January 04, 2013
Annals of Extreme Takeoffs: Russian-Style
FunFacts from Wikipedia: "The Antonov AN-24 [Russian: Антонов Ан-24; NATO reporting name Coke] is a 44-seat twin turboprop transport designed and manufactured in the Soviet Union by the Antonov Design Bureau from 1957."
More? OK: "First flown in 1959, over 1,000 AN-24s were built and 880 are still in use worldwide, mostly in the CIS and Africa, with a total of 297 aircraft in airline service as of May 2010."
And: "The main production line was at the Kiev-Svyatoshin (now Aviant) aircraft production plant which built 985, with 180 built at Ulan Ude and a further 197 AN-24T tactical transport/freighters at Irkutsk."
My favorite: "Production was shut down by 1978."
Do the math: that was 35 years ago.
If you're at all afraid of flying, you might want to leave now — before clicking the link.
[via Joe Peach — who denies he was piloting the plane]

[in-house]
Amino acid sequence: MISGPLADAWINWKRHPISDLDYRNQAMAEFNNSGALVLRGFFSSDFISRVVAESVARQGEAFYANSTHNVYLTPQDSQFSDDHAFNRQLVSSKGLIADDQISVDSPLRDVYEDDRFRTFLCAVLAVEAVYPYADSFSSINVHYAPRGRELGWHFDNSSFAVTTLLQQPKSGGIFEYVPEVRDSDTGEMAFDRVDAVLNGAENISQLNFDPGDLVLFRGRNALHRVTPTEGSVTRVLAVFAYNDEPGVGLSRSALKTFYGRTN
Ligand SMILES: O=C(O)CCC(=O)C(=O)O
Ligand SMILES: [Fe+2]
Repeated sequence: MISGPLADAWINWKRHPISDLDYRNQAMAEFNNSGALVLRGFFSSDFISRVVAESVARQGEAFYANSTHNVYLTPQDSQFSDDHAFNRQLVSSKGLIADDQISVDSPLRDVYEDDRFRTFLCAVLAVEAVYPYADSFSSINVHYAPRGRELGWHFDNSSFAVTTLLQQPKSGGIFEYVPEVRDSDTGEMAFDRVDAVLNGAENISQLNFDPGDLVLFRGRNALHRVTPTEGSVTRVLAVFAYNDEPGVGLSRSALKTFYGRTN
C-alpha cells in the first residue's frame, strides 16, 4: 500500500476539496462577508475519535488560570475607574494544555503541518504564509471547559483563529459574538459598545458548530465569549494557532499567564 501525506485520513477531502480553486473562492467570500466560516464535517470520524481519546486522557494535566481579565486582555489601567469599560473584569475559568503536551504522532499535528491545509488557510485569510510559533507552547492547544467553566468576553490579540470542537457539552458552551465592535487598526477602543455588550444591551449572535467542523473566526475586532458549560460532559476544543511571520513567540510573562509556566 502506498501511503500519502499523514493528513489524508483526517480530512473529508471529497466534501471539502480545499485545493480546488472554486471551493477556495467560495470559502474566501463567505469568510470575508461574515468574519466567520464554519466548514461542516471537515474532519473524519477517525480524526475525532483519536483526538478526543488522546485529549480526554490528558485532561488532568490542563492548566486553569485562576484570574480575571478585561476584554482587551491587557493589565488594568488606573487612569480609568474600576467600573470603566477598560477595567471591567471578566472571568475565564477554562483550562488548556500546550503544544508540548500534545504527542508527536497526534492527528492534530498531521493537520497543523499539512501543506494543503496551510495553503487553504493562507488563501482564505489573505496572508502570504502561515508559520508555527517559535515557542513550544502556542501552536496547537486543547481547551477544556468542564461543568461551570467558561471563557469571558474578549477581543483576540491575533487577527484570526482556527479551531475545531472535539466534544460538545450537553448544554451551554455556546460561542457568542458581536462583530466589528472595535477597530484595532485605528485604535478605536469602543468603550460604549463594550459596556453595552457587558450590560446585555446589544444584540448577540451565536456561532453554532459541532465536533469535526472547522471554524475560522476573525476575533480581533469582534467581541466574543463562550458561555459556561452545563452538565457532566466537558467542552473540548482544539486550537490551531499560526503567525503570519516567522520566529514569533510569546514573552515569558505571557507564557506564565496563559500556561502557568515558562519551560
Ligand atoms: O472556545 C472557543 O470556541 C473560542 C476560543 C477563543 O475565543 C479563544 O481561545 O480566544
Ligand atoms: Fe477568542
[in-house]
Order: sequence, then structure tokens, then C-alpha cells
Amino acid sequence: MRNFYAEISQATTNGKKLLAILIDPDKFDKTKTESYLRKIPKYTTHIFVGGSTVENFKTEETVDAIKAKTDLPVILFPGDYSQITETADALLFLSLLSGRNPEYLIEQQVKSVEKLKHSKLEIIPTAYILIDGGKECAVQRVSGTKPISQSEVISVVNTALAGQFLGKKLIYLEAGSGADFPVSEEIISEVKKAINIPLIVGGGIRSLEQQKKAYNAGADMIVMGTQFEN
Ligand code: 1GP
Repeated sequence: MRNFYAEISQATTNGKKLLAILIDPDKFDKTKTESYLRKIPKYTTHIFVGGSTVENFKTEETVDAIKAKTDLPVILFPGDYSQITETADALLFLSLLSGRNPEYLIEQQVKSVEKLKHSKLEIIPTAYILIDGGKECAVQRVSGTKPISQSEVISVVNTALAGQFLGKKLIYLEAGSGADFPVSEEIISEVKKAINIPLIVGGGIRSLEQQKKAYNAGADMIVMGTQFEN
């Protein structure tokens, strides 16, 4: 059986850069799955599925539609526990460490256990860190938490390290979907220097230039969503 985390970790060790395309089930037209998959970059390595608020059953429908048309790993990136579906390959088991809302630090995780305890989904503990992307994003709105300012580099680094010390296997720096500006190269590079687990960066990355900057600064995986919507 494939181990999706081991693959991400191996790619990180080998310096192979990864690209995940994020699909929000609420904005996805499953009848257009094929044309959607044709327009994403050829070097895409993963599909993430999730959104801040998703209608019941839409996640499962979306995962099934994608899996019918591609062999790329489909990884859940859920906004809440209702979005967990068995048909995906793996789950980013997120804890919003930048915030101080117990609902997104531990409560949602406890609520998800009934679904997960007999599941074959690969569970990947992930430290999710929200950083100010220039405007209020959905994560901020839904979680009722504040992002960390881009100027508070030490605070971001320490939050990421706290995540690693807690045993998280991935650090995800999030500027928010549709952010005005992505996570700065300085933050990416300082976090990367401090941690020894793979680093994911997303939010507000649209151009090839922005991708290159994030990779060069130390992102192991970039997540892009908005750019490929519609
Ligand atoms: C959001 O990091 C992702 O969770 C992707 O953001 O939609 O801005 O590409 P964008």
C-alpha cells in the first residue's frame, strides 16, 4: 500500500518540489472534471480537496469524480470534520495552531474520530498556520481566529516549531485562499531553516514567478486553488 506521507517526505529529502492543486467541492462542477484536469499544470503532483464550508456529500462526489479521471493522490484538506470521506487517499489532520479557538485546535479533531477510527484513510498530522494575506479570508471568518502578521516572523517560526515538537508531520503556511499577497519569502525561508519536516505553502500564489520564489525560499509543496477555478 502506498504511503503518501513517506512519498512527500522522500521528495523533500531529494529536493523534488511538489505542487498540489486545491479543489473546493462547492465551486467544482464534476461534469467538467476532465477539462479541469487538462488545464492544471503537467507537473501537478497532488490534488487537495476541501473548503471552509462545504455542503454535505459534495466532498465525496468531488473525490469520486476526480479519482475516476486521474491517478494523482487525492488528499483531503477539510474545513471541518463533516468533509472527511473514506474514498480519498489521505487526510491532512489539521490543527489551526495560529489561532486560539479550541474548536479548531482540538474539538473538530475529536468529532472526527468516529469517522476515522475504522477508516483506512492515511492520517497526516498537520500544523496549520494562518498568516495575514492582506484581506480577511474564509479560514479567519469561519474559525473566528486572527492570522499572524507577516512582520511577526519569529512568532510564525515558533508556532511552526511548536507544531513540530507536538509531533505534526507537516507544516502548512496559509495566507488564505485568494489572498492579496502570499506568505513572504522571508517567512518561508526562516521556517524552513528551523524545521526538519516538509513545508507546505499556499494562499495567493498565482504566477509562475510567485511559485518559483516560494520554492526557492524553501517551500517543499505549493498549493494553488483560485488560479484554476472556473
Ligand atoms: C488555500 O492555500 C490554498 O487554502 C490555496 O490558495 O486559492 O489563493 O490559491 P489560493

January 4, 2013 at 04:01 AM | Permalink
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Posted by: Flautist | Jan 5, 2013 1:42:24 PM
The Soviet/Russian aircraft industry has a reputation for building aircraft designed to take off from horrible locations (whereas the US/Europe demand FOD control to avoid the least bit of material getting into the engines even in the civilian fleet). The fighters often have the air intakes blocked and fed through upward gratings/vents during taxi/takeoff to avoid ingesting gravel.
Posted by: Scott | Jan 5, 2013 11:49:47 AM
sure would like to have the vodka concession at that airport
Posted by: sherlock | Jan 5, 2013 1:28:49 AM
Great Russian technology.
Posted by: 6.02*10^23 | Jan 4, 2013 1:24:34 PM
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